The Glory of God (Part 1): The Shekinah

Sermon by Richard T. Ritenbaugh

The Shekinah, the pillar of cloud and fire, depicts God's visible presence and protection. Yet His glory is manifested in many other ways as well.


Glory and Oneness

Sermonette by David C. Grabbe

In Christ's Passover prayer, He states that the glory the Father had given Him had also been given to the disciples. Christ's glory is the key to being one.


Of Snowflakes and Suns and Glory

Feast of Tabernacles Sermon by Charles Whitaker

Charles Whitaker, reflecting on the first question in the Westminster Catechism, 'What is man's purpose?" says this catechism suggests that man's greatest purpose is to glorify God. Glory enriches a person's well-being. After Moses received the Ten Commandments, his skin had a special iridescence, reflecting the glory of …


Radiating the Glory of God

Feast of Tabernacles Sermon by Mark Schindler

We have been allowed the privilege of knowing God now. We need to radiate the glory of God as Moses radiated the glory of God by having been in His presence.


The Glory of God (Part 2): In Christ

Sermon by Richard T. Ritenbaugh

When we (following Jesus' example) display the way of God in our lives, bearing His name, and keeping His commandments, God's glory radiates in our lives.


The Glory of God (Part 3): From Glory to Glory

Sermon by Richard T. Ritenbaugh

We must not limit God's glory to something physical like fire or cloud, but rather recognize God's glory as radiating from His character, which we can share.


Assurance (Part Three): Glory and Hope

Sermon by Martin G. Collins

Martin Collins, reiterating that Romans 8 provides assurance that we are of God, asks us to consider that the sufferings we go through now are miniscule compared to the glory which we will later receive, completely eclipsing the glory of Adam and Eve before their fall. Our suffering is temporal, fleeting, and momentary, as …


In The Likeness of Men!

Sermon by Martin G. Collins

Jesus was subjected to the same experiences as the rest of us, having the appearance, experiences, the capability of receiving injury and suffering temptation.


Fully Man and Fully God?

'Personal' from John W. Ritenbaugh

Jesus Christ is often misunderstood. The phrase 'fully man and fully God' does not have biblical support; Christ's real nature is much more meaningful.


We Shall Be God

Sermon/Bible Study by John W. Ritenbaugh

Though it may sound pretentious or even blasphemous, God's Word shows that we will become literal offspring of the Eternal God, sharing His name and nature.


Seeking God (Part One): Our Biggest Problem

'Personal' from John W. Ritenbaugh

After making the covenant with God, how does a person avoid backsliding? The answer lies in seeking God, which involves much more than commonly thought.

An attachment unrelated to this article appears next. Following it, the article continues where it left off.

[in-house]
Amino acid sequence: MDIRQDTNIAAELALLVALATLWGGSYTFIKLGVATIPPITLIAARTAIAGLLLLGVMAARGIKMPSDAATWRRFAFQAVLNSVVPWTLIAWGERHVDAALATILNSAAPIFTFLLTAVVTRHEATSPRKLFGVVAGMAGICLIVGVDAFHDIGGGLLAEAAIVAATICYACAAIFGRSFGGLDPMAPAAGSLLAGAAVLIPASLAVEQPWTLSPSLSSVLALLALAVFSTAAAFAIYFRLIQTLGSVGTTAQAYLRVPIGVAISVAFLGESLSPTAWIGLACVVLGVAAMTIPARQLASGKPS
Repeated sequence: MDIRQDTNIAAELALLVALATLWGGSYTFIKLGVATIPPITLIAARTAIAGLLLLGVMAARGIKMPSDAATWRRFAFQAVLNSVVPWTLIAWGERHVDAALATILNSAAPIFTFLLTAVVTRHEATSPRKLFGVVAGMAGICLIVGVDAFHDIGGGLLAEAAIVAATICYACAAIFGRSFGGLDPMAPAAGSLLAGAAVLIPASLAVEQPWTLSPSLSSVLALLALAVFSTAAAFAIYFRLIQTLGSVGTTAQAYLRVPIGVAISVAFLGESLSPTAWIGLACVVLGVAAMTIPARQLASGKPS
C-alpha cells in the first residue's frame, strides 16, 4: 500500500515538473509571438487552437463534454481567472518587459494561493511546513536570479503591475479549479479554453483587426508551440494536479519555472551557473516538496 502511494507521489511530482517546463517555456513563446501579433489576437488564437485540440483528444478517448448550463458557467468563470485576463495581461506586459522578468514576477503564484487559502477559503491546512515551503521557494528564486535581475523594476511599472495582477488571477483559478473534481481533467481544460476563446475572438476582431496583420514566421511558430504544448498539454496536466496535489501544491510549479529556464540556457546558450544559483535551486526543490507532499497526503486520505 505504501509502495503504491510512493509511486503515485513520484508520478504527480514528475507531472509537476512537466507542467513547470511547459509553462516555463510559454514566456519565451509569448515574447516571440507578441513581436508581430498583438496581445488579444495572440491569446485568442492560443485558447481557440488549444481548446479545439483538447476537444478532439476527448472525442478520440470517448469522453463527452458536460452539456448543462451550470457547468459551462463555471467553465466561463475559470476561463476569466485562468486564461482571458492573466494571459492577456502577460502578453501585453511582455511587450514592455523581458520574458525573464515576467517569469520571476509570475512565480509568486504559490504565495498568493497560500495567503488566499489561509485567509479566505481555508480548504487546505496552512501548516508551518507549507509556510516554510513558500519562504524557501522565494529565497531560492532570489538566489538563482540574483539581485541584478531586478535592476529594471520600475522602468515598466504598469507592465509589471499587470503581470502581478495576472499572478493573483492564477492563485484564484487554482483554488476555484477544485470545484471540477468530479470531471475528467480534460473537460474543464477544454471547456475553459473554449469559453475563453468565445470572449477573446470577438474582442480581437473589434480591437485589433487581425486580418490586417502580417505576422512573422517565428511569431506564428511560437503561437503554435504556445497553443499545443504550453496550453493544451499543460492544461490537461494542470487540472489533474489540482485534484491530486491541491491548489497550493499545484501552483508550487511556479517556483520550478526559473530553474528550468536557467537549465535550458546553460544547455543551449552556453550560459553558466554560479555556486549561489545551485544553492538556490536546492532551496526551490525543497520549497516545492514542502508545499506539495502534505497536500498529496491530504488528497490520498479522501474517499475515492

Fully Man and Fully God? (2001)

'Personal' from John W. Ritenbaugh

The Bible records that Jesus of Nazareth's Father was God and His mother was Mary, a human. What, then, was His nature? Was He a man? Was He divine?


The End

Feast of Tabernacles Sermon by Richard T. Ritenbaugh

Richard Ritenbaugh, referring to the caption, "The End," suggests that "The End" may also fill our minds with prophetic symbolism at the end of the age. Noah's flood was an end, the temple's destruction was an end, Christ's second coming will be an end, and the Last Great Day will be an end as well as a …


John (Part 26)

Sermon/Bible Study by John W. Ritenbaugh

While the other accounts of Jesus' trial and crucifixion seem to show passivity, John shows Jesus totally in charge, purposefully and courageously moving.


God, the Church's Greatest Problem

Feast of Tabernacles Sermon by John W. Ritenbaugh

After our calling, we must seek God and His way, for our conduct is motivated by our concept of God. Coming to know God is the church's biggest problem.


The Priesthood of God (Part Six)

Sermon by John W. Ritenbaugh

John Ritenbaugh, focusing upon I Peter 1:13-16, reiterates that holiness must be an indispensible characteristic of the called-out priesthood. This mandate markedly influences our relationships, making us servants to one another as a band of brothers and subject to God, developing respect and affection for the brotherhood. We …


Where is Beauty?

Sermonette by John W. Ritenbaugh

John Ritenbaugh, focusing on the aphorism, "beauty is in the eye of the beholder," reminds us that God alone is the author of beauty, creating the multiple sense modalities (sight, sound, touch, smell and taste) and has created nothing ugly, including sunsets, landscapes, differing flora and fauna, and even facial …